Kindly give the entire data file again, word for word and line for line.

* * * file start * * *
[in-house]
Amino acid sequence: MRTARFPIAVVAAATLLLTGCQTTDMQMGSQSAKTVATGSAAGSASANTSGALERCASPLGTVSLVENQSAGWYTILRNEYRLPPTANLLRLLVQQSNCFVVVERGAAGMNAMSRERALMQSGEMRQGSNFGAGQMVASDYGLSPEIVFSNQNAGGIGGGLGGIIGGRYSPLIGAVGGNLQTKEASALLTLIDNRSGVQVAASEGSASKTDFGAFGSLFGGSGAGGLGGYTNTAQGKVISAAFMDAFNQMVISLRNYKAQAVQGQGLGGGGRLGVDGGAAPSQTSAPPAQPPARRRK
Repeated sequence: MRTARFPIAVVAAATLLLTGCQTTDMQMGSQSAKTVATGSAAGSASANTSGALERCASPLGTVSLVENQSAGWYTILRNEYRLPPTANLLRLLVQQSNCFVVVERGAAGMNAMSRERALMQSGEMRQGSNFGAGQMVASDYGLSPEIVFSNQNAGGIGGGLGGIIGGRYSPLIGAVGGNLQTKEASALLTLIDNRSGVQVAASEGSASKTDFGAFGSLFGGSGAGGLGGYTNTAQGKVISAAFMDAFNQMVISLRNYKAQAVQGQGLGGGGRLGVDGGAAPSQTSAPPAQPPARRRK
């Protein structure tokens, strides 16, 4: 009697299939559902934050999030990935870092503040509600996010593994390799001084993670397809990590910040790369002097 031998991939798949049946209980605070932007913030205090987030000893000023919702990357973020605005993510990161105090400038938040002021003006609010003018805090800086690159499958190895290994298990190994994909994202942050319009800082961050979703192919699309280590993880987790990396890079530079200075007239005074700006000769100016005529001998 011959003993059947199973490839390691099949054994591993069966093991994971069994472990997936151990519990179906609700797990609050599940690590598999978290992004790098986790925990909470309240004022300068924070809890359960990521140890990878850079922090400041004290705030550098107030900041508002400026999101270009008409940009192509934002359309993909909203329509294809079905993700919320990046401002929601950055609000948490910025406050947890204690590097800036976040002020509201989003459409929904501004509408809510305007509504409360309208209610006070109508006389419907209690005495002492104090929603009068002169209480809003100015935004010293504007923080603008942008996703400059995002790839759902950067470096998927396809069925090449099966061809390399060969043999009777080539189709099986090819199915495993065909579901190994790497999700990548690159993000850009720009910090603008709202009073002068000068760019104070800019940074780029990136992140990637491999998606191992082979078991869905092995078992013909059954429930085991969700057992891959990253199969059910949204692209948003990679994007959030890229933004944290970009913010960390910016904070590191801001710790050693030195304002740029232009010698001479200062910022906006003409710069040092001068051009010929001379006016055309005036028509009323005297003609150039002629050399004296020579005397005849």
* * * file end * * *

[in-house]
Amino acid sequence: MRTARFPIAVVAAATLLLTGCQTTDMQMGSQSAKTVATGSAAGSASANTSGALERCASPLGTVSLVENQSAGWYTILRNEYRLPPTANLLRLLVQQSNCFVVVERGAAGMNAMSRERALMQSGEMRQGSNFGAGQMVASDYGLSPEIVFSNQNAGGIGGGLGGIIGGRYSPLIGAVGGNLQTKEASALLTLIDNRSGVQVAASEGSASKTDFGAFGSLFGGSGAGGLGGYTNTAQGKVISAAFMDAFNQMVISLRNYKAQAVQGQGLGGGGRLGVDGGAAPSQTSAPPAQPPARRRK
Repeated sequence: MRTARFPIAVVAAATLLLTGCQTTDMQMGSQSAKTVATGSAAGSASANTSGALERCASPLGTVSLVENQSAGWYTILRNEYRLPPTANLLRLLVQQSNCFVVVERGAAGMNAMSRERALMQSGEMRQGSNFGAGQMVASDYGLSPEIVFSNQNAGGIGGGLGGIIGGRYSPLIGAVGGNLQTKEASALLTLIDNRSGVQVAASEGSASKTDFGAFGSLFGGSGAGGLGGYTNTAQGKVISAAFMDAFNQMVISLRNYKAQAVQGQGLGGGGRLGVDGGAAPSQTSAPPAQPPARRRK
């Protein structure tokens, strides 16, 4: 009697299939559902934050999030990935870092503040509600996010593994390799001084993670397809990590910040790369002097 031998991939798949049946209980605070932007913030205090987030000893000023919702990357973020605005993510990161105090400038938040002021003006609010003018805090800086690159499958190895290994298990190994994909994202942050319009800082961050979703192919699309280590993880987790990396890079530079200075007239005074700006000769100016005529001998 011959003993059947199973490839390691099949054994591993069966093991994971069994472990997936151990519990179906609700797990609050599940690590598999978290992004790098986790925990909470309240004022300068924070809890359960990521140890990878850079922090400041004290705030550098107030900041508002400026999101270009008409940009192509934002359309993909909203329509294809079905993700919320990046401002929601950055609000948490910025406050947890204690590097800036976040002020509201989003459409929904501004509408809510305007509504409360309208209610006070109508006389419907209690005495002492104090929603009068002169209480809003100015935004010293504007923080603008942008996703400059995002790839759902950067470096998927396809069925090449099966061809390399060969043999009777080539189709099986090819199915495993065909579901190994790497999700990548690159993000850009720009910090603008709202009073002068000068760019104070800019940074780029990136992140990637491999998606191992082979078991869905092995078992013909059954429930085991969700057992891959990253199969059910949204692209948003990679994007959030890229933004944290970009913010960390910016904070590191801001710790050693030195304002740029232009010698001479200062910022906006003409710069040092001068051009010929001379006016055309005036028509009323005297003609150039002629050399004296020579005397005849």